6. What has been your most significant success in nursing?

Being clinically proficient and promoting therapeutic interactions, treatments, and plans of care are among my highest priorities in the nursing field at my current job as a Supportive Clinical Coordinator. Beyond operating at my best level possible, I have found my greatest success in nursing to be the times when I have been able to touch the lives and hearts of the people I care for. The relationships I have built with patients and their families throughout the good and the bad has been my lifeline to continue my calling in the nursing field. I do so by the grace of God, and by seeking His strength and passion for His people every day, and lifting them up through words of encouragement, and meaningful interactions. You never feel more successful than when you are there for a hospice patient, or the family of a seriously ill patient in a way that allows them to feel loved and that they have value and a future (thanks to a God who is ever by our side).

7. What have you learned in the real world of nursing?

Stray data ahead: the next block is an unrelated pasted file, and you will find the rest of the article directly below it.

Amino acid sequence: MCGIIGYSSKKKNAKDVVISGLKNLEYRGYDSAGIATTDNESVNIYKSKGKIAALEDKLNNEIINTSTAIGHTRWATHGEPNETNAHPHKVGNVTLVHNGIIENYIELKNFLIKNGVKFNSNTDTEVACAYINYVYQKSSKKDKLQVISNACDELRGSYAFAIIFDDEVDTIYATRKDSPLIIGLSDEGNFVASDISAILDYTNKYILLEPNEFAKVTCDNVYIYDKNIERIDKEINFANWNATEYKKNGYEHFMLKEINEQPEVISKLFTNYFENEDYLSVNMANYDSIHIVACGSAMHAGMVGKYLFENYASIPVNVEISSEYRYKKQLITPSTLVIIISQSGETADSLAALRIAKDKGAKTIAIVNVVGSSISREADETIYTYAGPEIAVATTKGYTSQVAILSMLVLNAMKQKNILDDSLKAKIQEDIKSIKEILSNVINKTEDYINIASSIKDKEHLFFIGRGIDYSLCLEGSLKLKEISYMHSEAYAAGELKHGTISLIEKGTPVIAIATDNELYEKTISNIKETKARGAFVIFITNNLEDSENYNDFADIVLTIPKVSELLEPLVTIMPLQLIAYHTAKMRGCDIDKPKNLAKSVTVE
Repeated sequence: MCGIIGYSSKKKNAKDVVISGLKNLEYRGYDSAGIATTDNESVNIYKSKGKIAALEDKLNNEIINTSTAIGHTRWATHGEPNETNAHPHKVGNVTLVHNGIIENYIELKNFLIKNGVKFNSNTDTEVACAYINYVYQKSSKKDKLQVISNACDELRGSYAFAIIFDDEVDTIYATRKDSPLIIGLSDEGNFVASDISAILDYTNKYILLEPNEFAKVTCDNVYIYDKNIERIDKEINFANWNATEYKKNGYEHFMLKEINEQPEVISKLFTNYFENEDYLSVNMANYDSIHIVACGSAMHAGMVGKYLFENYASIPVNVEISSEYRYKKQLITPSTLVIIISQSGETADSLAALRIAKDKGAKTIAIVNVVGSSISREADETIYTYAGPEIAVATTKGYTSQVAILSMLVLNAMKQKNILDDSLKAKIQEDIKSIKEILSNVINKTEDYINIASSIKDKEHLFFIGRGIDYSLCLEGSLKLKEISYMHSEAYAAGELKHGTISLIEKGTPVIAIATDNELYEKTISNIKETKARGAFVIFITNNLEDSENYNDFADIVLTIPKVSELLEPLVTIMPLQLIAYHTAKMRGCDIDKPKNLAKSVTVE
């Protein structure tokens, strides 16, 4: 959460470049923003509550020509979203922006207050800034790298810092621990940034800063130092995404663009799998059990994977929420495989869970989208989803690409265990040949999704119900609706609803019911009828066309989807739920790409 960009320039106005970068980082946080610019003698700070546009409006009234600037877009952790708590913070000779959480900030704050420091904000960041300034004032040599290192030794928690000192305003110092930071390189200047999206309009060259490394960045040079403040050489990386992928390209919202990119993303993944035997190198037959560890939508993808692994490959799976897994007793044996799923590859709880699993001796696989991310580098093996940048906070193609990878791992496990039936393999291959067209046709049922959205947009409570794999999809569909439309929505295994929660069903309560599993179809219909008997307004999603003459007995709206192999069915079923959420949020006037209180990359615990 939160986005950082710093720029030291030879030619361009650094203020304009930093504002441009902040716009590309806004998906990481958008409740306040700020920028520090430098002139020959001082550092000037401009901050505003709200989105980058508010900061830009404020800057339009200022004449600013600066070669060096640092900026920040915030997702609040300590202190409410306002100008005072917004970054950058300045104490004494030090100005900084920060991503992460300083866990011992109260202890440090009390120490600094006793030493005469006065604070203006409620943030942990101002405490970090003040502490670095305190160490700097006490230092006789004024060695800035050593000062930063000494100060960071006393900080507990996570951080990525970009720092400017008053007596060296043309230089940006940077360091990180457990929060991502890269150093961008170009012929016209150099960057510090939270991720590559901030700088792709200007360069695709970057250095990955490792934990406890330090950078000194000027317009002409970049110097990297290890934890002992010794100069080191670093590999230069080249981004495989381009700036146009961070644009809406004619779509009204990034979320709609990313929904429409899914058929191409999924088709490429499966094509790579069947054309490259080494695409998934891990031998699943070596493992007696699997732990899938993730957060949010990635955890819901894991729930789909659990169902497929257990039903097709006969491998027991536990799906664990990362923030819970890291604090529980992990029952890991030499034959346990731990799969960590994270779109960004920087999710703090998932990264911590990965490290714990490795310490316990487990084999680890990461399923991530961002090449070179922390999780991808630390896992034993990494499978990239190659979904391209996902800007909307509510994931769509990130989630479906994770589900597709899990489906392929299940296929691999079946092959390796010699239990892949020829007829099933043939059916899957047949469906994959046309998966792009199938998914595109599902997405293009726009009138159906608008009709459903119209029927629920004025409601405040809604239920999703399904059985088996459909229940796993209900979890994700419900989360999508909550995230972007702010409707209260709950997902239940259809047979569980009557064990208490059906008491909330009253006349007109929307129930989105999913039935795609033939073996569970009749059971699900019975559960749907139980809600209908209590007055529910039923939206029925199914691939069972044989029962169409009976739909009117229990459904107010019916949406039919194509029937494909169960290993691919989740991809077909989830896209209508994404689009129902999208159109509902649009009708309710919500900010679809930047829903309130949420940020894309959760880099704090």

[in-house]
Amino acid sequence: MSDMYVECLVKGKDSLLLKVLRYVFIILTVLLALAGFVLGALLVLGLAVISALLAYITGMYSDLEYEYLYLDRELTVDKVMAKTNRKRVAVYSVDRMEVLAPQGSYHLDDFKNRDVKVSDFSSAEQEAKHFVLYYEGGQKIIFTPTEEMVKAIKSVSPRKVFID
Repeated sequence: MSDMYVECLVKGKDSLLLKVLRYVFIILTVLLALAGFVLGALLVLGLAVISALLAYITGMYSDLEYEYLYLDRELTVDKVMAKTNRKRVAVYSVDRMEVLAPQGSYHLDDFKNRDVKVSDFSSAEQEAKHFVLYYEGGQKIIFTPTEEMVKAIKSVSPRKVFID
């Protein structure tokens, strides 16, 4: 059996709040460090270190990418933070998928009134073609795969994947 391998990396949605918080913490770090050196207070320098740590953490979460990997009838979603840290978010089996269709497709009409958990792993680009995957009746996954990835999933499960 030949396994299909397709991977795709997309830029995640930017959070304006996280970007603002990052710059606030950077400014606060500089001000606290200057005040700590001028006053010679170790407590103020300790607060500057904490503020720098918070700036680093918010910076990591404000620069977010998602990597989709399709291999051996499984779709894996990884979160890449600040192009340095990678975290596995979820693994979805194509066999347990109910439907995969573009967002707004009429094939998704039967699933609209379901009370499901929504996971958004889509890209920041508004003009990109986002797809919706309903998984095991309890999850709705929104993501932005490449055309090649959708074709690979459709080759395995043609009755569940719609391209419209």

It is harder than you can imagine when you are in school. It is also more rewarding being able to persevere through the difficulties, the long hours, the tough family members, the uncomfortable situations, and the complexities of daily nursing tasks, delegation, prioritization, and treatments. Each day presents new challenges and new opportunities to be the champion for your patients, their needs, their families, and their successes. I can safely say that when I leave work after my shift is over, I leave with an incredible sense of fulfillment, satisfaction, and gratitude that I have been able to serve in such a trusted, professional, caring manner. I love nursing more now than I did when I was in school, or more than I thought I ever could. Nursing gets harder, but it also gets better as you move forward!